The Metro Care and Share Thrift store on Agricola St. in Halifax closed last month, but the cause behind the venture will continue.
Mel Boutilier opened the thrift store in the fall of 2014 to raise money to help fund tuition for young people who want to get a degree or learn a trade. The program is called Halifax Scholars.
This winter, Boutilier said, the future of the store came into question. Boutilier learned the owners of the building were seeking a permit to tear it down and put up condos on the site.
He said he decided to close the shop because of the cost to heat the building through winter with decreased foot traffic, and an uncertain future in the building.
"It was just a bit too uncertain as to whether we should stay during the winter and pay the expenses and perhaps lose money," said Boutilier. "When the possibility is there that they might get a permit sometime during the summer and fall, we wouldn't have enough time to recoup, make money back."
The store employed four people, two of them still work for the society. The rest of the work at the store was done by volunteers.
Boutilier said the service will be missed in the community.
'A hard decision'
"With thrift stores, you depend on what people bring," said Boutilier. "And so people were bringing us lots of things and telling us I want to bring this because I like what you're doing and I want to support you. And so, to think that we would be no longer doing that and seeing the people on a daily basis, it was a hard decision."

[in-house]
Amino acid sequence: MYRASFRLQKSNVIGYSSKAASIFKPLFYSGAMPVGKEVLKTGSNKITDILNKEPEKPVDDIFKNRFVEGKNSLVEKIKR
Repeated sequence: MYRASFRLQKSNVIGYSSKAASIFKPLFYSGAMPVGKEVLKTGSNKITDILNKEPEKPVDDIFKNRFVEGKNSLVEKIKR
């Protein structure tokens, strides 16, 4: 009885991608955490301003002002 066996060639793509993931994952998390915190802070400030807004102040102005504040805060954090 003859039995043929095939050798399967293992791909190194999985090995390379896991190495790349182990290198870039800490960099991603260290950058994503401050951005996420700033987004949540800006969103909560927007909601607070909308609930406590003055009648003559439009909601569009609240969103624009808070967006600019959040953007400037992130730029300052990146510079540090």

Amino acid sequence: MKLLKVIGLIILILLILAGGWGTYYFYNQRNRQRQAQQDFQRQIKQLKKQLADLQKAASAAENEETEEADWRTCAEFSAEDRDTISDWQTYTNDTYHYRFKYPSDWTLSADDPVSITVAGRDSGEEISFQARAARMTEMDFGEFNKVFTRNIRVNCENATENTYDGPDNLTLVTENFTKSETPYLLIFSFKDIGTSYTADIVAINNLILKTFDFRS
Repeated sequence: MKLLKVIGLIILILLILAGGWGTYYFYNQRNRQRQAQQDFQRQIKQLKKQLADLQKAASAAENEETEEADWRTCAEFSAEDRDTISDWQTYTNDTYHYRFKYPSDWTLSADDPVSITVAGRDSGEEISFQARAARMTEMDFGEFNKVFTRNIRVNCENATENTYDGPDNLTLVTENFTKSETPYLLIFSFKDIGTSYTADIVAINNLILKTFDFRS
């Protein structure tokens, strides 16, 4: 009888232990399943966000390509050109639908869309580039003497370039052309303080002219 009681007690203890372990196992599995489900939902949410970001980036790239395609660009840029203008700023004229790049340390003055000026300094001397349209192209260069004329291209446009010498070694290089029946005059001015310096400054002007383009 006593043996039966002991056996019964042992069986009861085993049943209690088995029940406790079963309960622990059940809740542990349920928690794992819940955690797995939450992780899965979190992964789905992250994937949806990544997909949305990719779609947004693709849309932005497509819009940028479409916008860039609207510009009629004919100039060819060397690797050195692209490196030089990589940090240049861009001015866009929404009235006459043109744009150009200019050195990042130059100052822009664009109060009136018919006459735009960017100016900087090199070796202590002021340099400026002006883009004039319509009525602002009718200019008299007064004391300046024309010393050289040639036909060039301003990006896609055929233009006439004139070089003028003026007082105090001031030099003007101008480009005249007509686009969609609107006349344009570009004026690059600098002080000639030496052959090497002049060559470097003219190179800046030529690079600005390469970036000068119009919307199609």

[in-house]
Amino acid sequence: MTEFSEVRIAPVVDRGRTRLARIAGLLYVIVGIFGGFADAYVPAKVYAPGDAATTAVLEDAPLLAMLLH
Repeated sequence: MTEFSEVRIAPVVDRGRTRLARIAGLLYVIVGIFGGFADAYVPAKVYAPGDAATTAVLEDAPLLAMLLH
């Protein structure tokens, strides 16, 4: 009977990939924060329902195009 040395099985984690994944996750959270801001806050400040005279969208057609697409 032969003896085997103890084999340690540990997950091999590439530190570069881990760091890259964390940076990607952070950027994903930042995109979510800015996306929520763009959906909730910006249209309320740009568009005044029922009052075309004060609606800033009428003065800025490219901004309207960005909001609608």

But he plans to continue raising money for the Halifax Scholars program through corporate and business sponsors.
Boutilier turns 88 years old on Friday. But he said, he's not slowing down.
"Well, yes," Boutilier said. "There's still things to do."
The Metro Care and Share Society's head office remains in the building, next to where the thrift store had been housed before it closed in December. Boutilier said he plans to keep the offices there for the time being.
The society aims to raise $300,000 by the end of 2016. Boutilier won't say how much they've raised so far, but said the group still has a long way to go.
So far, the society has helped one young man enroll in community college, and has identified seven more it would like to help put through school.
"I think everyone of us has a desire to help somebody that's hurting," Boutilier said. "They just need to find ways and means to do it."